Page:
One Of Arizona's Best Hikes Is This Unique Trail That Ends At A Stunning Waterfall

Some of the best hikes in Arizona are in magical canyons along crystal-clear rushing creeks, which occasionally open up into incredible swimming holes that provide a welcome respite from the intense sun and heat. Some of these hikes also feature beautiful waterfalls — that's right, waterfalls, smack dab in the middle of the desert. As an Arizona native myself, one of my all-time favorite Arizona canyon/waterfall hikes is one that you may not have heard about. It's called Cibecue Falls, and it's located about 130 miles northeast of Phoenix in a rugged little canyon that's part of the White Mountain Apache tribal lands. 

You'll need to purchase permits for all people in your party (more on that later), and you'll have to put in a little work to get to the trailhead, as it's way out in the wilderness and away from any major cities. But my opinion (which is shared by others) is that the reward of doing this hike far exceeds the cost and effort. This is one you'll remember for a lifetime. I only did it once — a number of years ago — but the memories are as clear as if I did it yesterday, especially the moment when we first spotted the magnificent waterfall, near the end of our epic journey. 

Navigating through the canyon

The 3-mile round-trip hike begins in a wide section of the canyon, where you'll be alternating between hiking on sand through brushy foliage, boulder hopping, and wading in the water, the depth of which will vary depending on recent rainfall. This section is a blast, as the giant rocks create an obstacle-course effect. Scrambling over them or leaping from one to another will delight any kids that happen to be in your group and will be sure to bring out your own inner kiddo, too. But because the wet rocks can be very slippery, exercise caution and wear water shoes that provide decent support and traction. 

As you make your way up the canyon, it will get narrower and steeper, providing more shade and creating deeper wading pools. Close to the end, the canyon walls close in, creating what feels like a majestic, open-air cathedral with Cibecue Falls cascading down the back wall. Stay and marvel at this incredible sight for a while and then return the way you came. Please note that while wading is acceptable and often required to navigate the canyon, the White Mountain Apache Tribe forbids swimming in deep pools and especially near the falls.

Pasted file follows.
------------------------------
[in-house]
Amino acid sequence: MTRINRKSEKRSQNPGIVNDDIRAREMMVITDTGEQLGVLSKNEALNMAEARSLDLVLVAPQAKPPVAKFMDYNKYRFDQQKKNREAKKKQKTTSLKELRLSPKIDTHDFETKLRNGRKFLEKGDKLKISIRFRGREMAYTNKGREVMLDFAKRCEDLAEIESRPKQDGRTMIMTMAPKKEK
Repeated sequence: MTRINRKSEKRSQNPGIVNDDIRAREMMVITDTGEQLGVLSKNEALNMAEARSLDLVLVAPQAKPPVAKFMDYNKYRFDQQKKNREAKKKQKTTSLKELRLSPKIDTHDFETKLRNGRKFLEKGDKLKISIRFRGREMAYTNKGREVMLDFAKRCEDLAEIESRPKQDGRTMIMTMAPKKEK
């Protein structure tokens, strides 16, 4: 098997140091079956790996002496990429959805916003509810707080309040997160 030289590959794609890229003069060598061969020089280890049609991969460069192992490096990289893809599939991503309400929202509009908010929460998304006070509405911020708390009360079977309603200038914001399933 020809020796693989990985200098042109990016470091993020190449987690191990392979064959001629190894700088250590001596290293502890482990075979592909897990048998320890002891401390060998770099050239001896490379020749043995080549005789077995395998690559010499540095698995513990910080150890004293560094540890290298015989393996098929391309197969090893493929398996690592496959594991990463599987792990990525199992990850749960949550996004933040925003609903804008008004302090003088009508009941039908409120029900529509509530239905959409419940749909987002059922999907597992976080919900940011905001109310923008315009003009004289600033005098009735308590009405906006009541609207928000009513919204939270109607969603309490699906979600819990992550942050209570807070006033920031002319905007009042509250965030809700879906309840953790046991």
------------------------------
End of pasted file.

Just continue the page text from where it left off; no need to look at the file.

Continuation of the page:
Helpful information about Cibecue Falls

The first thing to know about this adventure is that a permit is required for each person in your party (including kids), and a ranger will definitely check your permits at the trailhead. While you can order a permit online, it's a cumbersome and confusing process. The website isn't very intuitive, and you have to create a profile before you can buy a permit. Some links seem to be broken, as well. Instead, visit one of the venues/stores listed on the White Mountain Apache Tribe's website to get a permit in person (you can try your luck ordering online via this website, too).

The next thing you should know is that you can do this hike year-round. But the best months are April and May, when the weather is warm enough to appreciate wading in the cool water but before the summer monsoon season starts in June. You can do the hike during other months and even cautiously during the monsoon months, but please do not under any circumstances enter the canyon when heavy rains are imminent to avoid being swept away by a flash flood.

A final tip is that the 4-mile road that leads from the highway to the trailhead is rough, narrow, and steep, with one river crossing at the end. It may be possible to do the river crossing safely with a sedan if water levels are low enough, but you won't know until you get there. Play it safe and bring a high-clearance 4x4, if you have one handy.